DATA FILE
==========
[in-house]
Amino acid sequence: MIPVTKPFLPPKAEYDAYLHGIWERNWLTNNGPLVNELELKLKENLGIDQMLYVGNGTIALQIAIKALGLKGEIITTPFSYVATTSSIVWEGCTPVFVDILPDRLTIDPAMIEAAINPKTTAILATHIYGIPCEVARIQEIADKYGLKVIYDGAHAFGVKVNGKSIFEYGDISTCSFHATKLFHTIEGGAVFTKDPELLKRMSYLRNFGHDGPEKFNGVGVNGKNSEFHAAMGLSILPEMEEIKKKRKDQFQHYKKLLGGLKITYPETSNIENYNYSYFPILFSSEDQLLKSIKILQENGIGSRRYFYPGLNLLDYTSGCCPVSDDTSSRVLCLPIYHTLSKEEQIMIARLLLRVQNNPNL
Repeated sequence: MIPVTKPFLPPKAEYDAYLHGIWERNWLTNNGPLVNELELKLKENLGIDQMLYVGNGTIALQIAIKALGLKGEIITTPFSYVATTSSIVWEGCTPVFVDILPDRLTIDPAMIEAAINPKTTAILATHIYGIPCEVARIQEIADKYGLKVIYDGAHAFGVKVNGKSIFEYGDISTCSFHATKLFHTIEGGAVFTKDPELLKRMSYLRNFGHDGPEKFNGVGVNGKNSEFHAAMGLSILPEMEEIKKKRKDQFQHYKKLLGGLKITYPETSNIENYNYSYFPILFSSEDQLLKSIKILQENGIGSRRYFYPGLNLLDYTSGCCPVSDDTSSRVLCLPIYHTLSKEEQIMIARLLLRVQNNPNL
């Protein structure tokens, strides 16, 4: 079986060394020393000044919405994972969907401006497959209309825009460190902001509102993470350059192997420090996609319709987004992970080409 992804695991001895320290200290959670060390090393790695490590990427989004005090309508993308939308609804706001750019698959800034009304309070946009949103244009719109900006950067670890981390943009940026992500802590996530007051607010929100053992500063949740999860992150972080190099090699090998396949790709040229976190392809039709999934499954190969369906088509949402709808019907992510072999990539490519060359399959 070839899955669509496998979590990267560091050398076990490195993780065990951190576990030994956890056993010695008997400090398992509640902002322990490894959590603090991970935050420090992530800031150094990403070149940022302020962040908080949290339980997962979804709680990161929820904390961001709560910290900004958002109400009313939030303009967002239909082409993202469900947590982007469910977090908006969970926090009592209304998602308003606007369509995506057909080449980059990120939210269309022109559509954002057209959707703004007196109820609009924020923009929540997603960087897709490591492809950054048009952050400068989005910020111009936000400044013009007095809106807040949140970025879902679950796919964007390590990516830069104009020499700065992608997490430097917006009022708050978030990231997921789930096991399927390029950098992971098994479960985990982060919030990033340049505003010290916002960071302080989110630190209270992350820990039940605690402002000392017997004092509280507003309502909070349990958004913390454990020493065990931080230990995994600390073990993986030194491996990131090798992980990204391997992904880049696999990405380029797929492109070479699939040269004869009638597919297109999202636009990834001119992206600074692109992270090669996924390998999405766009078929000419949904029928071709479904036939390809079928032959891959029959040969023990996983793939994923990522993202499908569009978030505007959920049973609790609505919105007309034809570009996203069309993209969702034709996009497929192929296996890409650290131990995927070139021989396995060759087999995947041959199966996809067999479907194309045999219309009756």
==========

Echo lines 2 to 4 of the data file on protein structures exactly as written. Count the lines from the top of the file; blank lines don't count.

Amino acid sequence: MIPVTKPFLPPKAEYDAYLHGIWERNWLTNNGPLVNELELKLKENLGIDQMLYVGNGTIALQIAIKALGLKGEIITTPFSYVATTSSIVWEGCTPVFVDILPDRLTIDPAMIEAAINPKTTAILATHIYGIPCEVARIQEIADKYGLKVIYDGAHAFGVKVNGKSIFEYGDISTCSFHATKLFHTIEGGAVFTKDPELLKRMSYLRNFGHDGPEKFNGVGVNGKNSEFHAAMGLSILPEMEEIKKKRKDQFQHYKKLLGGLKITYPETSNIENYNYSYFPILFSSEDQLLKSIKILQENGIGSRRYFYPGLNLLDYTSGCCPVSDDTSSRVLCLPIYHTLSKEEQIMIARLLLRVQNNPNL
Repeated sequence: MIPVTKPFLPPKAEYDAYLHGIWERNWLTNNGPLVNELELKLKENLGIDQMLYVGNGTIALQIAIKALGLKGEIITTPFSYVATTSSIVWEGCTPVFVDILPDRLTIDPAMIEAAINPKTTAILATHIYGIPCEVARIQEIADKYGLKVIYDGAHAFGVKVNGKSIFEYGDISTCSFHATKLFHTIEGGAVFTKDPELLKRMSYLRNFGHDGPEKFNGVGVNGKNSEFHAAMGLSILPEMEEIKKKRKDQFQHYKKLLGGLKITYPETSNIENYNYSYFPILFSSEDQLLKSIKILQENGIGSRRYFYPGLNLLDYTSGCCPVSDDTSSRVLCLPIYHTLSKEEQIMIARLLLRVQNNPNL
């Protein structure tokens, strides 16, 4: 079986060394020393000044919405994972969907401006497959209309825009460190902001509102993470350059192997420090996609319709987004992970080409 992804695991001895320290200290959670060390090393790695490590990427989004005090309508993308939308609804706001750019698959800034009304309070946009949103244009719109900006950067670890981390943009940026992500802590996530007051607010929100053992500063949740999860992150972080190099090699090998396949790709040229976190392809039709999934499954190969369906088509949402709808019907992510072999990539490519060359399959 070839899955669509496998979590990267560091050398076990490195993780065990951190576990030994956890056993010695008997400090398992509640902002322990490894959590603090991970935050420090992530800031150094990403070149940022302020962040908080949290339980997962979804709680990161929820904390961001709560910290900004958002109400009313939030303009967002239909082409993202469900947590982007469910977090908006969970926090009592209304998602308003606007369509995506057909080449980059990120939210269309022109559509954002057209959707703004007196109820609009924020923009929540997603960087897709490591492809950054048009952050400068989005910020111009936000400044013009007095809106807040949140970025879902679950796919964007390590990516830069104009020499700065992608997490430097917006009022708050978030990231997921789930096991399927390029950098992971098994479960985990982060919030990033340049505003010290916002960071302080989110630190209270992350820990039940605690402002000392017997004092509280507003309502909070349990958004913390454990020493065990931080230990995994600390073990993986030194491996990131090798992980990204391997992904880049696999990405380029797929492109070479699939040269004869009638597919297109999202636009990834001119992206600074692109992270090669996924390998999405766009078929000419949904029928071709479904036939390809079928032959891959029959040969023990996983793939994923990522993202499908569009978030505007959920049973609790609505919105007309034809570009996203069309993209969702034709996009497929192929296996890409650290131990995927070139021989396995060759087999995947041959199966996809067999479907194309045999219309009756």